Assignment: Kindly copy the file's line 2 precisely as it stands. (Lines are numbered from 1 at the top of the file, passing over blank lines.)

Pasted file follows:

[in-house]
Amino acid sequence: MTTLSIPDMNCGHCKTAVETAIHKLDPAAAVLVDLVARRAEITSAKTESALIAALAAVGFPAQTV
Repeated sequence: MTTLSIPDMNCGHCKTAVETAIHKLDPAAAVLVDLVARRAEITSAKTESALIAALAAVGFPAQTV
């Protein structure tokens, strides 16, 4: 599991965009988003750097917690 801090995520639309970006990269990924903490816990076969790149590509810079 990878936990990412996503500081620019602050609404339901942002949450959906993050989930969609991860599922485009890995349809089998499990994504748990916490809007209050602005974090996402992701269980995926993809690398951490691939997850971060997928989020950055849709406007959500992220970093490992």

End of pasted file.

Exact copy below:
Amino acid sequence: MTTLSIPDMNCGHCKTAVETAIHKLDPAAAVLVDLVARRAEITSAKTESALIAALAAVGFPAQTV